The Epidemic of “Witch Hunts” (part one)

Part one of our two part interview with Damon Leff. Leff is a South African Pagan involved in education and advocacy for human rights and religious freedom. We spoke with him about the South African Pagan Rights Alliance (SAPRA) and the work it is doing.

In wake of witchcraft accusations, concerns rise over religious regulation in South Africa

PRETORIA, South Africa –A self-styled prophet and leader of the Enlightened Christian Gathering is being sued because he accused a businessperson of being a witch on live television, and some South African Pagans fear the case may bolster a push to regulate religion. If that were to come to pass, members of minority traditional and Pagan groups may be disproportionately affected in this country. Witchcraft is a complicated topic throughout Africa. Witch accusations can lead to violence, arising out of negative associations made to traditional practices. The emergence of Neopagan movements such as Wicca make the use of the word “witch” all the more confusing.

South African Witches face obstacles in the public practice of magic

[The following article is a joint project between The Wild Hunt and Damon Leff, a human rights activist, Witch, and editor-in-chief of Penton Independent Alternative Media. Leff is also the director of the South African Pagan Rights Alliance, and owns his own pottery studio called Mnrva Pottery. He is currently studying Law at the University of South Africa, and lives in the Wilderness, Western Cape, South Africa.]

SOUTH AFRICA — Michael Hughes, the unofficial face of the recent February 24 mass binding ritual against the 45th President of the U.S. Donald Trump, described it as a tool for political resistance against “the Devil.” In the wake of the numerous international headlines around the world, South African Witches were left wondering whether such public magical resistance against a sitting head of state will in any way influence, or reinforce their own government’s existing negative perception of Witches. South African Witches live in a country that is still hostile to any notion of “witchcraft” as a valid spiritual pursuit. For most South Africans, including influential Traditional Healers and Traditional Leaders, Witchcraft is viewed as a wholly negative practice.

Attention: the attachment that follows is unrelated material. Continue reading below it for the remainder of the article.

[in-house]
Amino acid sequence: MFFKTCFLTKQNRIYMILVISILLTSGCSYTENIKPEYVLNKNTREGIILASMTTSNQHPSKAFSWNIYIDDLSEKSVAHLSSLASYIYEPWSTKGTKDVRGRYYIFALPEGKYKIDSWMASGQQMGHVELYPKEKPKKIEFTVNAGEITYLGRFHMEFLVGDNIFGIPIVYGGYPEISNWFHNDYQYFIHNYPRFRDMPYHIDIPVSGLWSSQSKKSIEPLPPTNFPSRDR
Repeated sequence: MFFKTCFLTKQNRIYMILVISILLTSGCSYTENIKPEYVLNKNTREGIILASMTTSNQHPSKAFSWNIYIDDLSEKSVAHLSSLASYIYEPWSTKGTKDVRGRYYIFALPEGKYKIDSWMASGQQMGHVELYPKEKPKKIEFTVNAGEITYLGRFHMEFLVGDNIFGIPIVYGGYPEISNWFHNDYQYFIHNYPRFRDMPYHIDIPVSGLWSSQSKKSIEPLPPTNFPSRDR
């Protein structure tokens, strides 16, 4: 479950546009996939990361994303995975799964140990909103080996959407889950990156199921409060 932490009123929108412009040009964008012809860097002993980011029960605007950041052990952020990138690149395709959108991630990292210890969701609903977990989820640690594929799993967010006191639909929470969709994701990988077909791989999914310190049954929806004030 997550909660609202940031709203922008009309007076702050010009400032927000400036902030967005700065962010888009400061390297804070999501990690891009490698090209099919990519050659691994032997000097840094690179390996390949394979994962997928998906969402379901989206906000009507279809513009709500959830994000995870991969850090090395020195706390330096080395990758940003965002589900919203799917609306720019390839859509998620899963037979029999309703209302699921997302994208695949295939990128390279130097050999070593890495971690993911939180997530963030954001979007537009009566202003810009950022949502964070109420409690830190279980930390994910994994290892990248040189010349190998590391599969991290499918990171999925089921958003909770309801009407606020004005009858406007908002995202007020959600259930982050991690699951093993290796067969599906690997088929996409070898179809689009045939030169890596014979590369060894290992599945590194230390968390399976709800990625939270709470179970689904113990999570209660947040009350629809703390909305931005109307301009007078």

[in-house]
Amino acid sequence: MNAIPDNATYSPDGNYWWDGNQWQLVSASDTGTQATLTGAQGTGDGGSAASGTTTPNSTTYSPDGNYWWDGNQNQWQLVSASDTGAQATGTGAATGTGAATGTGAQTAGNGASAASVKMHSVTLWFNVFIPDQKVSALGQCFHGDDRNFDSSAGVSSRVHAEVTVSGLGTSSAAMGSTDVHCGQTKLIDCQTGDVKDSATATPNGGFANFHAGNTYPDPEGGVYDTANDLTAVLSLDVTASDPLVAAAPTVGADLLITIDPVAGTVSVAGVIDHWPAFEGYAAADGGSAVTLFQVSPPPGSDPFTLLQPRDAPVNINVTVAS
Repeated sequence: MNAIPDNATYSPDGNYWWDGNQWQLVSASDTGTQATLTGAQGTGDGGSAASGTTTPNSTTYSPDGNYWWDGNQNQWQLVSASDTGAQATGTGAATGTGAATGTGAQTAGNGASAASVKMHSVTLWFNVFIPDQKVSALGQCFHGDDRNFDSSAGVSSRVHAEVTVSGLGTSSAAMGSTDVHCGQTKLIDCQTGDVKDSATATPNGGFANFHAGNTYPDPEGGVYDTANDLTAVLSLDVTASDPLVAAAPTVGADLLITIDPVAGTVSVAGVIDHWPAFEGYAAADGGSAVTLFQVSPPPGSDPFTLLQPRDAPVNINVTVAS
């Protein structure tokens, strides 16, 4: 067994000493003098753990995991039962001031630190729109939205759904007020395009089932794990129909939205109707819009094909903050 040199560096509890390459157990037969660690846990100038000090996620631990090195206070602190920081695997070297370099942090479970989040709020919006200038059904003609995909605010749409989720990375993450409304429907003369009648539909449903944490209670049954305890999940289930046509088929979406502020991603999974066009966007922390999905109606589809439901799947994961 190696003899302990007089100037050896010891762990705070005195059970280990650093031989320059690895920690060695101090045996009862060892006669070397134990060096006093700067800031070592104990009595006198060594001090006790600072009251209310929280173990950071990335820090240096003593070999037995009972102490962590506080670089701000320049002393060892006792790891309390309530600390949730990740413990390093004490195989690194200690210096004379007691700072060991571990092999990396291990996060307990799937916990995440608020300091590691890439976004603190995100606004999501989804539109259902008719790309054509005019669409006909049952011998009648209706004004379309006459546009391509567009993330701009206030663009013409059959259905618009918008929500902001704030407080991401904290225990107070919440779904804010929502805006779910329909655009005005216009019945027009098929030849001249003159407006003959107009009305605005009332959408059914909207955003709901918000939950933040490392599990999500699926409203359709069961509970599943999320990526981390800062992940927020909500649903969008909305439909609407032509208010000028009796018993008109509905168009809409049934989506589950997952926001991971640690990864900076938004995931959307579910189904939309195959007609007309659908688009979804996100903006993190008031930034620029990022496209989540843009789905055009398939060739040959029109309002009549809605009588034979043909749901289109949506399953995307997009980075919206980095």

South Africa’s Witchcraft Suppression Act ruled unconstitutional

SOUTH AFRICA — After years of lobbying by Pagan groups in the country, the South African Law Reform Commission has determined that portions of that nation’s Witchcraft Suppression Act are unconstitutional. Witches should be able to identify themselves as such, the commission found, as well as practice divination. However, the proposed replacement law still has its problems, according to members of the South African Pagan Rights Alliance, because it singles out “harmful witchcraft practices” for regulation on the basis that they can cause “intimidation with the intent to cause psychological distress or terror.” SAPRA members are drafting a response to the bill and hope to see changes in it before it becomes law.The Witchcraft Suppression Act of 1957 is, like most similar laws in African nations, based on 1735 Witchcraft Act of the United Kingdom, which was itself repealed in 1951. SAPRA requested a review of this law in 2007, an effort which was joined by the South African Pagan Council and the Traditional Healers Association.